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What is a Guernsey image right?

 

Guernsey is the first jurisdiction in the world to offer registered image rights, a new form of intellectual property, and its image rights law is potentially the best way for those in the public eye to protect their assets.

Guernsey's image rights legislation and register allows owners of such rights to register them and create a more clearly separable and marketable asset. In the same way that a trade mark demonstrates distinctiveness for a company or product, so an image right will demonstrate the distinctiveness of an individual.

A picture can be worth much more than just a 1000 words - for celebrities, it could be worth thousands of pounds

By structuring image rights royalties for celebrities and personalities, for example through a Guernsey image rights holding company, an individual (or their employer) could enjoy substantial savings on income and capital taxes. They would not be subject to local taxes either provided the beneficial owner of those rights is not resident in Guernsey.

Guernsey's Image Rights legislation provides the ability for registration within five distinct categories of personalities. This, in turn enables the registration of a wide variety of rights and associated imagery.

Types of Personality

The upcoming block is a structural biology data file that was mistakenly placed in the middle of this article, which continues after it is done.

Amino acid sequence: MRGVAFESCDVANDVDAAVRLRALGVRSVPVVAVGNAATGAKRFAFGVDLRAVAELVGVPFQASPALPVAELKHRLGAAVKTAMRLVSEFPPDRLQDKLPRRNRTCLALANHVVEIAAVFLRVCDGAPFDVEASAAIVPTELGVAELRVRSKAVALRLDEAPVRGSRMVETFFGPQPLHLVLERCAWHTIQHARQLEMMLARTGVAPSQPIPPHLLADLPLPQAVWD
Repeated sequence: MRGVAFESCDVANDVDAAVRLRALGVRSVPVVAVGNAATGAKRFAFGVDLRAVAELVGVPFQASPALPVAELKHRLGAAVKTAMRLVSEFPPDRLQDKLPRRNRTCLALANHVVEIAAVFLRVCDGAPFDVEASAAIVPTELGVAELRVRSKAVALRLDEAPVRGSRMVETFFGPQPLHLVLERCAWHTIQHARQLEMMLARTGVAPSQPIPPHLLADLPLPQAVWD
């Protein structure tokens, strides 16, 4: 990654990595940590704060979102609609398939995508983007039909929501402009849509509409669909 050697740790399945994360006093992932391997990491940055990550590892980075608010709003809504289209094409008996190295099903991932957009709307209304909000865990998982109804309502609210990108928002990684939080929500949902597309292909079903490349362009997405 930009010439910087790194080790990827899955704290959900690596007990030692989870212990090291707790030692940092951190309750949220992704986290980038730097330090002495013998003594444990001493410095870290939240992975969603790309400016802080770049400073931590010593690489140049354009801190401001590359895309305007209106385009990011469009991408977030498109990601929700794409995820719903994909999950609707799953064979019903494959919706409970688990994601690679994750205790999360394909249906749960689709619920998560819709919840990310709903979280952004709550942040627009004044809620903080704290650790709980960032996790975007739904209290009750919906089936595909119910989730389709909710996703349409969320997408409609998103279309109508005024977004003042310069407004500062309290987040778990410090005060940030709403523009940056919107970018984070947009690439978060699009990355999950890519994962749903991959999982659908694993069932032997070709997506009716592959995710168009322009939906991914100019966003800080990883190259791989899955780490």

1. Natural Person

This covers any sole personality such as Usain Bolt, David Beckham, Lady Gaga etc. This can be any personality who is alive or who died within 100 years of the application. This would therefore cover personalities such as James Dean, Marilyn Monroe and Elvis Presley.

2. Joint Personality

This covers two or more natural or legal persons who are intrinsically linked together such as Morecambe and Wise or Ant and Dec. The constituent parts of a joint personality can not be changed.

3. Group

An example of this would be England football team or the group Queen. Both of these groups feature memberships which change over time. It could be argued that a group such as U2, whose members have not changed, may be considered a joint personality.

4. Fictional Characters

Fictional characters will be able to be registered singly, jointly or in groups. Examples of each would be Winnie the Pooh, Tom and Jerry and the Teletubbies, although if the component parts of the group were never going to change then a joint personality right might be preferable.

Registration falls into 5 categories, namely natural persons (sole), joint personality, group, fictional characters and legal entities. Humans can be registered up to 100 years after the date of death, making the law very favourable for estate managers and trustees.

5. Legal Entity

A legal entity in whatever form will be able to register itself as a personality and will be able to register images associated with itself. This means that a corporation such as Marvel or Disney would be able to register and associate names and images of the characters it creates.